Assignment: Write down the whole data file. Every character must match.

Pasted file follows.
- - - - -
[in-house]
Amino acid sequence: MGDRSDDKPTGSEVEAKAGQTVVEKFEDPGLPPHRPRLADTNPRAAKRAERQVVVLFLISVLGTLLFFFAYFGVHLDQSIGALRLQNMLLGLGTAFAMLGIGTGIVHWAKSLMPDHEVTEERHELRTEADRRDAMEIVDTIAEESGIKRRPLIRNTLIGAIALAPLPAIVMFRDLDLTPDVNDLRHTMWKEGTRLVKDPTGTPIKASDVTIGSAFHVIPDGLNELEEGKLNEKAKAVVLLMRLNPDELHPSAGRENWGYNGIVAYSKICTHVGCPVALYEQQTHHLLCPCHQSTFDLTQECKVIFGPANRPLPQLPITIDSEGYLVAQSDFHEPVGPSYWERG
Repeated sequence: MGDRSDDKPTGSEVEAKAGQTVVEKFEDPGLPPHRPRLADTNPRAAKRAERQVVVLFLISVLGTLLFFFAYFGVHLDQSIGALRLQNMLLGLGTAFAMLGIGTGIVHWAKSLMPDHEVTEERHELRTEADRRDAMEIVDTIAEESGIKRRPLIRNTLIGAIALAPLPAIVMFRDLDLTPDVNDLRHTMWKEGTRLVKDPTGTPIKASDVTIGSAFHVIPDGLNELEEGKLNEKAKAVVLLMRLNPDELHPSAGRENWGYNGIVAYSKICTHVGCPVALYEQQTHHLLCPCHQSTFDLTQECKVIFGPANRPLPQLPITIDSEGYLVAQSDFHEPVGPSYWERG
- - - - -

[in-house]
Amino acid sequence: MGDRSDDKPTGSEVEAKAGQTVVEKFEDPGLPPHRPRLADTNPRAAKRAERQVVVLFLISVLGTLLFFFAYFGVHLDQSIGALRLQNMLLGLGTAFAMLGIGTGIVHWAKSLMPDHEVTEERHELRTEADRRDAMEIVDTIAEESGIKRRPLIRNTLIGAIALAPLPAIVMFRDLDLTPDVNDLRHTMWKEGTRLVKDPTGTPIKASDVTIGSAFHVIPDGLNELEEGKLNEKAKAVVLLMRLNPDELHPSAGRENWGYNGIVAYSKICTHVGCPVALYEQQTHHLLCPCHQSTFDLTQECKVIFGPANRPLPQLPITIDSEGYLVAQSDFHEPVGPSYWERG
Repeated sequence: MGDRSDDKPTGSEVEAKAGQTVVEKFEDPGLPPHRPRLADTNPRAAKRAERQVVVLFLISVLGTLLFFFAYFGVHLDQSIGALRLQNMLLGLGTAFAMLGIGTGIVHWAKSLMPDHEVTEERHELRTEADRRDAMEIVDTIAEESGIKRRPLIRNTLIGAIALAPLPAIVMFRDLDLTPDVNDLRHTMWKEGTRLVKDPTGTPIKASDVTIGSAFHVIPDGLNELEEGKLNEKAKAVVLLMRLNPDELHPSAGRENWGYNGIVAYSKICTHVGCPVALYEQQTHHLLCPCHQSTFDLTQECKVIFGPANRPLPQLPITIDSEGYLVAQSDFHEPVGPSYWERG